tue 22/09/2020

Alice, A Virtual Theme Park review – down the technological rabbit hole | reviews, news & interviews

Alice, A Virtual Theme Park review – down the technological rabbit hole

Alice, A Virtual Theme Park review – down the technological rabbit hole

Bonkers Zoom production is ideal for kids, but leaves adults wanting more

Eminently practical: Leda Douglas as Alice in Creation Theatre's Alice, A Virtual Theme Park

I have a confession to make: I don’t like Alice in Wonderland. I know, I know, a lot of people disagree. I do appreciate its place in the cultural pantheon – I just find all the caterpillars and tea parties and pointless riddles really, really dull.

I have a confession to make: I don’t like Alice in Wonderland. I know, I know, a lot of people disagree. I do appreciate its place in the cultural pantheon – I just find all the caterpillars and tea parties and pointless riddles really, really dull. So it’s hard to be sure if it was the subject matter of Alice, A Virtual Theme Park that left me a little chilly, or its form. Creation Theatre’s Zoom adaptation of Lewis Carroll’s stories is over-ambitious at times, but it works well when it’s reminding us of life’s fundamental absurdity – and how leaning into that can bring us together. 

Full marks to Creation for gumption and sense of ceremony. Entering Wonderland is a genuinely otherworldly experience, made so by the Cheshire Cat’s ethereal, quasi-robotic voice (there’s not even a voice actor on the list, so I can only assume that was the actual Cheshire Cat). We drop down the rabbit hole via a clever animation, and then make a series of choices which eventually lead us back together at the Queen of Hearts’ tea party. One slight issue with this is that you have to be quick on the draw – one lapse in concentration and you’ve missed half the March Hare’s (Colm Gormley) lobster quadrille. It’s lucky we’ve got Leda Douglas’s eminently practical Alice to keep us all on track.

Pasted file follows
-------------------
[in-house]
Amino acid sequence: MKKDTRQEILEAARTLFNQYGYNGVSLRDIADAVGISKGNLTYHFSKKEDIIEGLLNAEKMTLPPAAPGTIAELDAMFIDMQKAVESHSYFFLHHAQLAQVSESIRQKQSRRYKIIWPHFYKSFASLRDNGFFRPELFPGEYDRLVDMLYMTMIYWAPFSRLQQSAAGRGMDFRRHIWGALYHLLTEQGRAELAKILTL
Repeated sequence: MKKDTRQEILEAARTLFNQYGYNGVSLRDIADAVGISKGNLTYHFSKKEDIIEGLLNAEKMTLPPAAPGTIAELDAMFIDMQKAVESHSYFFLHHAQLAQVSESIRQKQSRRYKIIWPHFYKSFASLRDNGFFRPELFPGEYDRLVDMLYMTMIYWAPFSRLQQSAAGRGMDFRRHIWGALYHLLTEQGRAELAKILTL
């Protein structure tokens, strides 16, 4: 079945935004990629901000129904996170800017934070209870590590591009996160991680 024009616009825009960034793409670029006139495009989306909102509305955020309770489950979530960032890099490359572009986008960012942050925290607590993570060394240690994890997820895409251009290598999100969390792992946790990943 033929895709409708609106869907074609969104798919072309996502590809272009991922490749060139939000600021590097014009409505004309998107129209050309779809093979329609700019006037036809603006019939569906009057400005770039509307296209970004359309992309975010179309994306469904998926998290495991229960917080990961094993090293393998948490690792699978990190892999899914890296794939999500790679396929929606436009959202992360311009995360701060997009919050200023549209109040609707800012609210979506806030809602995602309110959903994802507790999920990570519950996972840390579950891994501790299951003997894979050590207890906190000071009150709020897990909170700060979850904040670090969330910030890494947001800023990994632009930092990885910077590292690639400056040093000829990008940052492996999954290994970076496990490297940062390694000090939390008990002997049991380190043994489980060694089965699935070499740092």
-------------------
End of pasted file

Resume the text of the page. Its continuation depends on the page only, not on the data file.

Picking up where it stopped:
Tom Richardson as Tweedledee and Tweedledum in 'Alice, A Virtual Theme Park'You have a dilemma over whether to keep other "Wanderers" (as the Cheshire Cat calls us audience members) visible. It’s great to watch everyone’s real-time reactions, and it goes some way to recreating the buzz of a physical crowd. But that also means you sometimes get a behind-the-scenes view of the action via one of the company’s Zoom accounts. Which isn’t earth-shattering, necessarily – most of us had probably cottoned on to how Tom Richardson (pictured right) was playing both Tweedledum and Tweedledee at once – but it seems like something that could be ironed out. 

Director and adapter Zoe Seaton keeps it tight and to the point; the show only lasts a little over an hour, even if you grab a drink between scenes. The star is the Mad Hatter’s hat, constructed by designer Ryan Dawson Laight. I would watch an entire show just featuring that hat and Dharmesh Patel’s (pictured below) chaotic puppetry. Chaotic is probably the best word for the whole thing, which gets tiresome quickly, but is undoubtedly great for kids. The flashes of little faces I caught in the gallery were having a grand old time boogying with the March Hare and cheering on Tweedledum and Tweedledee’s acrobatic antics. You might as well join in, even if you have the misfortune to be a grown-up – the real world is far madder than Wonderland right now, so why not race a hedgehog through a series of croquet hoops on your phone? 

Dharmesh Patel in 'Alice, A Virtual Theme Park'

The best bit of theatre is always other people, and the makers of Alice have managed to bring a version of that camaraderie to the small screen. We might not have been going anywhere, in this frail travelling coincidence, but it was nice to go there together. 

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